Read the other side of the debate: Data clearly demonstrates bevacizumab’s inferiority for DME
Available evidence also shows that the functional gain associated with bevacizumab injections is less than that achieved with aflibercept (Eylea, Regeneron) or ranibizumab (Lucentis, Genentech). Nevertheless, bevacizumab is the best choice for anti-vascular endothelial growth factor (anti-VEGF) treatment of DME taking cost into account, said Sergio Rojas, MD.
Providing the pro position in a debate on the topic, “Bevacizumab is as Good as Ranibizumab and Aflibercept for DME,” Dr. Rojas presented the argument he developed in collaboration with Mario Saravia, MD, Austral University Hospital, Buenos Aires, Argentina.
“Treatment with any of the anti-VEGF agents will on average lead to improved vision,” said Dr. Rojas, private practice, Cuernavaca, Mexico. “The keyword for treating DME, however, is access.
Cost and income
“Access is related to cost and income, income is low in many countries throughout the world,” Dr. Rojas added. “The cost of every extra letter gained using an anti-VEGF agent other than bevacizumab is a heavy burden that compromises access.”
Reviewing studies investigating the anti-VEGF agents for the treatment of DME, Dr. Rojas cited the report from the Pan-American Collaborative Retina Study group that showed 51.8% of patients treated with bevacizumab gained 2 or more lines of best corrected visual acuity (BCVA) after 2 years. At 2 years in the BOLT study, patients treated with bevacizumab were 5.1 times more likely to have a 2-line or greater improvement from baseline BCVA compared with the control group treated with macular laser.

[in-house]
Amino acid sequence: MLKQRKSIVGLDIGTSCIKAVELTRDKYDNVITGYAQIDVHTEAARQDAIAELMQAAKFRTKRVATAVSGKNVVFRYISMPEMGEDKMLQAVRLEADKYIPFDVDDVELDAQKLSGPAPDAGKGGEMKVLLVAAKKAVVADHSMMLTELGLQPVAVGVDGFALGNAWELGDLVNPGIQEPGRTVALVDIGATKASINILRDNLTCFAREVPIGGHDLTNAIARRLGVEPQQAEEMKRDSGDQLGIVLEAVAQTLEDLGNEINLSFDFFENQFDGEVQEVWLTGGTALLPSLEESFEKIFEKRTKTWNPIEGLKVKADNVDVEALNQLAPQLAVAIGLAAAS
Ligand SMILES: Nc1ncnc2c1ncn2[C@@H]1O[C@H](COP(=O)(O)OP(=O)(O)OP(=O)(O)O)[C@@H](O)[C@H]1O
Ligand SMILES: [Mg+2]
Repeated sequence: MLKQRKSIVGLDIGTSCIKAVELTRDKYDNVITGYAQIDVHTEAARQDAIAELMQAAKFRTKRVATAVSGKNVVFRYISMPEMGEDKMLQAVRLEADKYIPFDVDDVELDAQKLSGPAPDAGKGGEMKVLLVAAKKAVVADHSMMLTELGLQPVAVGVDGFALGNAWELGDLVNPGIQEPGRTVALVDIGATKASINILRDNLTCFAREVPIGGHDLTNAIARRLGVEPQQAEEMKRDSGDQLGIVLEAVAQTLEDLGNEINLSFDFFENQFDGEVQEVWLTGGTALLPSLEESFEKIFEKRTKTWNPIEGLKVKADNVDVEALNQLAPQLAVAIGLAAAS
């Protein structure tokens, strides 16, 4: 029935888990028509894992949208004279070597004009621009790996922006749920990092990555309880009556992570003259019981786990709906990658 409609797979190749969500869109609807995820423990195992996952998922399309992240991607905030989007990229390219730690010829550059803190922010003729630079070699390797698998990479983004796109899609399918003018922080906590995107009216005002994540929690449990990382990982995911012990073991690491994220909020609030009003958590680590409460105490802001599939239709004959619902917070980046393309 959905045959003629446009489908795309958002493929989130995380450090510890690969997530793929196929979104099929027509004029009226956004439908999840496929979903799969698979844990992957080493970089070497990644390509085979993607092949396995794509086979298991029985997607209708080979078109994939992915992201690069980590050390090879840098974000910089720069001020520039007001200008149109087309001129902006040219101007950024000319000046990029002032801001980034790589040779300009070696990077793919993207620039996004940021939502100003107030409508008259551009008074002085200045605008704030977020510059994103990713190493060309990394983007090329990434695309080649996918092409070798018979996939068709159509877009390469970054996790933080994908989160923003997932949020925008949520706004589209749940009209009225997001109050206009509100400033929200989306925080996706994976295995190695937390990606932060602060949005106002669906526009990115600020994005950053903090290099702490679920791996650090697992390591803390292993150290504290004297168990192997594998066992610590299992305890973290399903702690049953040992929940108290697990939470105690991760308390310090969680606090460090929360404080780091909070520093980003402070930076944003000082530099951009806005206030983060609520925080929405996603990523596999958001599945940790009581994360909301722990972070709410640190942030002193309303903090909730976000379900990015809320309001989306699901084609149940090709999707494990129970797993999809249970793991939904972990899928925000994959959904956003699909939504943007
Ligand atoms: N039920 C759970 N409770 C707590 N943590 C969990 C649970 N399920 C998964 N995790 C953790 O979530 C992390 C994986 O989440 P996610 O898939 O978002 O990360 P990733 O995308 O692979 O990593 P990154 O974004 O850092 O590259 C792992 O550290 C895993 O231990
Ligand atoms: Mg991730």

Pooled results from the RISE and RIDE studies, the pivotal trials investigating ranibizumab treatment for DME, showed that patients receiving ranibizumab 0.3 mg or 0.5 mg had an average gain of about 12 letters from their baseline visual acuity after 2 years. In the VISTA and VIVID pivotal trials for aflibercept, patients receiving treatment every 4 or every 8 weeks had mean BCVA gains ranging from about 9.5 to 11.5 letters after 2 years.
Reviewing data from the Diabetic Retinopathy Clinical Research Network Protocol T that compared all three anti-VEGF agents head-to-head, Dr. Rojas noted there was a statistically significant difference favoring aflibercept over bevacizumab for greater mean BCVA gain at 2 years. The between-group difference, however, was only 2.8 letters. Patients treated with ranibizumab gained an average of 2.3 more letters compared with the bevacizumab group, but the superiority of ranibizumab was not statistically significant.
“There was no significant difference between treatment groups in the average number of injections administered over 2 years,” Dr. Rojas said.